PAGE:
Tropical conditions here in Tramore today, wet and warm. All we are missing are the palm trees and colourful birds. The seagulls are not as noticeable. The blur of cars and the chatter of school children are more prevalent sounds as we get back to normality.
We have an exciting weekend ahead with the All-Ireland Football final. I saw a what’s app message coming in showing a Mayo pub decorated with the sign of “The Curse” v “The Virus”. Well, if the curse ends, the virus could take over. But the Mayo supporters won’t mind given the 70 years wait. It will be a great few weeks for the publicans of Mayo, so let’s hope they can do the business. And if you have a few days off it will be the place to be next week. Spending a “hell week” with the Irish Army Rangers, as punishment for losing, would focus minds. The sight of a hooded Peter Stringer getting dragged down for a few words with the boys wasn’t pretty. The Rangers were none too happy with the Cork lady footballer who smiled at the wrong time. Jumping out of a helicopter into the freezing Irish sea wouldn’t be on my bucket list. A fascinating programme and all for a good cause with each person representing a charity. Have a look and donate a few euros, if you can.
Last week we looked at Tony, Tom and Mick, Tony wanted to pass his shares to his son Mick, but it wasn’t straightforward. In case you missed it see here
This week we are going to look at the tax implications of taking a loan from your company. We will look at
- Setting the scene
- Company Tax
- Benefit in Kind [BIK]
- Loans not caught
- Can Teddy do better?
Setting the scene?
Teddy Moore set up a new company in February of 2020 called Getmoore ltd. He is a carpenter and has 4 employees. He owns 100% of the company. The company is a subcontractor to a couple of larger builders. Teddy is a bit disorganised, and he took an extra €4000 per month from the company, in addition to his salary. He did this for the last 4 months of 2020. He used the money for general living expenses and a few bits for Mary. At the end of 2020, he owes €16,000 back to the company. He has an overdrawn director’s current account. He is not aware of the tax implications. It is now September 2021 and Teddy is under pressure. His short suffering accountant Bob wants to meet him to get his accounts signed off and to go through the taxes. Teddy would rather put hot needles through his eyes but agrees to meet Bob.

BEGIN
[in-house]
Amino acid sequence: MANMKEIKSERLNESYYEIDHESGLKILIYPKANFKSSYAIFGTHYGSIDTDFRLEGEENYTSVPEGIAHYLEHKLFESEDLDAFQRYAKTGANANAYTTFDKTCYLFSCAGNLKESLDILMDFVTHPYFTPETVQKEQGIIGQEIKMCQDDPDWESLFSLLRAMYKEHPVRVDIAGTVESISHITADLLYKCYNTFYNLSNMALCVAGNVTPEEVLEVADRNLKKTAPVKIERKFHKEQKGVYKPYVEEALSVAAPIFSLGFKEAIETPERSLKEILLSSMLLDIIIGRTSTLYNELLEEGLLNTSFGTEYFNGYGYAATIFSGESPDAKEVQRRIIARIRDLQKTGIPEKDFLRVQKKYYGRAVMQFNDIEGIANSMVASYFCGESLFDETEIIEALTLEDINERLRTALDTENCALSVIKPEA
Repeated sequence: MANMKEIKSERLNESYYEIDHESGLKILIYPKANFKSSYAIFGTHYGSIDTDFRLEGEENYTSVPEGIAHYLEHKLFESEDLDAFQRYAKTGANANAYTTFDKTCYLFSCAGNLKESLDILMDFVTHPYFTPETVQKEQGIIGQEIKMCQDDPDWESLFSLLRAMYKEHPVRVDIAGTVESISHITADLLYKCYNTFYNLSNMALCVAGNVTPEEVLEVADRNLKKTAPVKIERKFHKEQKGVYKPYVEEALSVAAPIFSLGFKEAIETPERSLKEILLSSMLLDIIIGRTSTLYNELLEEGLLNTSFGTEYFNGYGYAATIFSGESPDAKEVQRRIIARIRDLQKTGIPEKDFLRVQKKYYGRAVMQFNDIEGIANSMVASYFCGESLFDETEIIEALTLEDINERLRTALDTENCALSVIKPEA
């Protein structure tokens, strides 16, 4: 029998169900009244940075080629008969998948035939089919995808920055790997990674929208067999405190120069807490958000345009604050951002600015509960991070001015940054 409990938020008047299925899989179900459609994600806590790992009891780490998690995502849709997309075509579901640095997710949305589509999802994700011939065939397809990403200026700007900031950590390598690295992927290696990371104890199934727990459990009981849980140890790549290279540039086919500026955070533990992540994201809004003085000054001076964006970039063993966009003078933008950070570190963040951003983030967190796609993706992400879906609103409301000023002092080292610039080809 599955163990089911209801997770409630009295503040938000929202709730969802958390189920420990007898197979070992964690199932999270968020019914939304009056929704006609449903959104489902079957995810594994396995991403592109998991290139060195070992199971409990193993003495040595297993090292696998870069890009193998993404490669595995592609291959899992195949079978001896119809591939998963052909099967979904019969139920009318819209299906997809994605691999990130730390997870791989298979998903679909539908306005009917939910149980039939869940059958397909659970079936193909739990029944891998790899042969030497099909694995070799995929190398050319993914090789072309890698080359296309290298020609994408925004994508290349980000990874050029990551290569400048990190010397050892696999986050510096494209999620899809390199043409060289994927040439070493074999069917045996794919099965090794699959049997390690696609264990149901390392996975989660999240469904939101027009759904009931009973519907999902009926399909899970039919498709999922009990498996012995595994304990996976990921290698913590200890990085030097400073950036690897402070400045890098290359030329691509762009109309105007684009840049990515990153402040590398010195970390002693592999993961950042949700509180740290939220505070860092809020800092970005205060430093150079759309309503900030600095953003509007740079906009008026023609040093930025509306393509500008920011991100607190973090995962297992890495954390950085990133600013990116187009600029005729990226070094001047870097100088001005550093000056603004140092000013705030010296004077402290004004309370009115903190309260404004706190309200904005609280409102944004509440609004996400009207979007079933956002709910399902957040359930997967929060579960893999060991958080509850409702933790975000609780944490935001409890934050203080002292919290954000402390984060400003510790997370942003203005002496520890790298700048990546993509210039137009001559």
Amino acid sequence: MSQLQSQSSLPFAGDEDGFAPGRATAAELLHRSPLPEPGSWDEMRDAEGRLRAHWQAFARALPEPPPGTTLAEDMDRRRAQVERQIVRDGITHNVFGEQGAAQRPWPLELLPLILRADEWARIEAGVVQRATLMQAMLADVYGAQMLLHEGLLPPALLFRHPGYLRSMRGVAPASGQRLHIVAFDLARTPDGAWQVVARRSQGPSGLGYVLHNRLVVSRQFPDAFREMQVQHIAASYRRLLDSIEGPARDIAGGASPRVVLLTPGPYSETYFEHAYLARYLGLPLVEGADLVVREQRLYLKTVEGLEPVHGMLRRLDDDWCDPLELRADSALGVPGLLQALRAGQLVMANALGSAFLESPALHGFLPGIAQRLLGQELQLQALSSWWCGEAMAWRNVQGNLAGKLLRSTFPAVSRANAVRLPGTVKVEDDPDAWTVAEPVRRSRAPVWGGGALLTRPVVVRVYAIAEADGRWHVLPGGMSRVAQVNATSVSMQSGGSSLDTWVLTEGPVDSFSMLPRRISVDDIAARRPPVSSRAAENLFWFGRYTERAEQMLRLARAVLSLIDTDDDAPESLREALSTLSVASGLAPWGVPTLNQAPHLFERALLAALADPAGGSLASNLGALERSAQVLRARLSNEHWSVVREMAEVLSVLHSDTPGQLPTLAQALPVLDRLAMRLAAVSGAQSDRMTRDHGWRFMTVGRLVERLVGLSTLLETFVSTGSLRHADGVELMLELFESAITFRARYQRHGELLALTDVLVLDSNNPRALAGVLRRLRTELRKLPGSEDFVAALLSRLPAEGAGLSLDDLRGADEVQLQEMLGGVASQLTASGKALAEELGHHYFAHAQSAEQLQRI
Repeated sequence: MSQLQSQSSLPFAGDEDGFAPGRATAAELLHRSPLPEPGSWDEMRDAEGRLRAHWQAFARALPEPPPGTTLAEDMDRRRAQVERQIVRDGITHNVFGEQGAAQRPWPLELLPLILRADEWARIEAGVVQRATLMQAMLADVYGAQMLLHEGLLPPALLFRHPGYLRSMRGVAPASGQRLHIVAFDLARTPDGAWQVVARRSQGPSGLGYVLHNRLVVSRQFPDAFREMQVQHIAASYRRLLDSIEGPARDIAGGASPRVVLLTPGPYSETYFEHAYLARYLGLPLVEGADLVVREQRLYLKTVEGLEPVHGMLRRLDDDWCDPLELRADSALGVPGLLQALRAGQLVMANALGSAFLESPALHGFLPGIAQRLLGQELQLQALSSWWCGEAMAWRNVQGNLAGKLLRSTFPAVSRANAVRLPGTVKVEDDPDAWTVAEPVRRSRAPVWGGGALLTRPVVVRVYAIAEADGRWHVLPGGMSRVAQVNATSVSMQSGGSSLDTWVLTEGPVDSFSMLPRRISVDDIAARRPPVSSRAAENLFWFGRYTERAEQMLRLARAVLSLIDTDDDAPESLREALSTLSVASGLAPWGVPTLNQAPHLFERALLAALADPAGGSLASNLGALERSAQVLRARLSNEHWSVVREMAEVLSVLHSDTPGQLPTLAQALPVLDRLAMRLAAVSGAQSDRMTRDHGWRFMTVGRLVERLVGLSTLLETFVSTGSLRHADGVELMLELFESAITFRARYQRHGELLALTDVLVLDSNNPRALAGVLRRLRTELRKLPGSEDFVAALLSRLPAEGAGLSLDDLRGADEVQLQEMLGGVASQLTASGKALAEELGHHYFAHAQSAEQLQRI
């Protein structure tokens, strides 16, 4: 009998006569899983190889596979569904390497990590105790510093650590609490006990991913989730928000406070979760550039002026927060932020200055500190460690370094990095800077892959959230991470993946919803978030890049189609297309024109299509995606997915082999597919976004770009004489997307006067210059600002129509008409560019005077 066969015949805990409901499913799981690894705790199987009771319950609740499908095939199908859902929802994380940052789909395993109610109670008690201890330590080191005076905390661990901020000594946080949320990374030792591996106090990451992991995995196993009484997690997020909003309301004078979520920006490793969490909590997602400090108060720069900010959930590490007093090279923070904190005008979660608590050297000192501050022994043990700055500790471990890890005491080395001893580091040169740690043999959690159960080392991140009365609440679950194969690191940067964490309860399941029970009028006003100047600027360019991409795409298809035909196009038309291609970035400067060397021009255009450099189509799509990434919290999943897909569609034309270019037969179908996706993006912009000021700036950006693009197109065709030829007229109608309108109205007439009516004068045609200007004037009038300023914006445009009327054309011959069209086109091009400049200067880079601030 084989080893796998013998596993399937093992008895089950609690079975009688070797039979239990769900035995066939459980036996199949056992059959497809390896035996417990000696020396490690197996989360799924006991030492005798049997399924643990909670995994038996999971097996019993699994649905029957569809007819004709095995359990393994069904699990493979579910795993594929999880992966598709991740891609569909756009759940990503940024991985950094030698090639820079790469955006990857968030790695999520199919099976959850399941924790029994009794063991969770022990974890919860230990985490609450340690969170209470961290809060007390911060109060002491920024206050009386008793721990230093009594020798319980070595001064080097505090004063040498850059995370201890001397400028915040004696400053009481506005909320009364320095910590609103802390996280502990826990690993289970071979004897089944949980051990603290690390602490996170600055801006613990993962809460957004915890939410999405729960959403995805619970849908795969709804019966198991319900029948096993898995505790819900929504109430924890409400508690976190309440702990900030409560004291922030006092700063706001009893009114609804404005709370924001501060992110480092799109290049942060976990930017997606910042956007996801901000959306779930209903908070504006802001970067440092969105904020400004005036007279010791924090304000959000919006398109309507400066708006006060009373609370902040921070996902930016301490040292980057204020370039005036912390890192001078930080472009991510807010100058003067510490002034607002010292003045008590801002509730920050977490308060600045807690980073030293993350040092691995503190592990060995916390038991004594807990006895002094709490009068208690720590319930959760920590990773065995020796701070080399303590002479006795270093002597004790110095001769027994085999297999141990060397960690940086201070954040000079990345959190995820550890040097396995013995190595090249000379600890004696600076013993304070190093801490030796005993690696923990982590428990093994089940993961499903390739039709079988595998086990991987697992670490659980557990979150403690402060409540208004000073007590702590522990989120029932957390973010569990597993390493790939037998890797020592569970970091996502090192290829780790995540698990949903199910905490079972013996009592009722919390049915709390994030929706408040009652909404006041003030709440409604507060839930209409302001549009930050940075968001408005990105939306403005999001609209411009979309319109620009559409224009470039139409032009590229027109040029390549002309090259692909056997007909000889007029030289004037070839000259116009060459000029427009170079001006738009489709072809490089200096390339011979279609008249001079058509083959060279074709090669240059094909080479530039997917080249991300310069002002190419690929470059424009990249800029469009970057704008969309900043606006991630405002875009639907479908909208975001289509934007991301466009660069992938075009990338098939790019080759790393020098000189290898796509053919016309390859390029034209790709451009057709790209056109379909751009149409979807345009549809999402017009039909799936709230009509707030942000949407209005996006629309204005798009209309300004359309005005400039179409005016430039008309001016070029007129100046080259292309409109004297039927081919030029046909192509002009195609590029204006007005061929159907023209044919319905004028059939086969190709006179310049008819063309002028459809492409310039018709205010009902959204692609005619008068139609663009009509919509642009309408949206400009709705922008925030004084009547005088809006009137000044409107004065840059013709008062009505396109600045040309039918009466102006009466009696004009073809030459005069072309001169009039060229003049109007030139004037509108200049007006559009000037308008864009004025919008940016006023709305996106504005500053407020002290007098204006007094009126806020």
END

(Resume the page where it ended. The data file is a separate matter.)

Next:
They meet up and do the usual elbow bump and a quick chat before they get into the figures. The company had a trading profit of €30,000 for the period ended 31 December 2020. The corporation tax bill on this at 12.5% comes to €3,750 and Teddy is ok with that as he was paying a lot more tax as a sole trader.
Bill confirms to him that the overdrawn director’s current account is liable to Income Tax. The loan is grossed up by the standard tax rate and 20% of that figure goes to Revenue.
|Gross up at 20%||[divide by 8 and multiply by 10]||€20,000|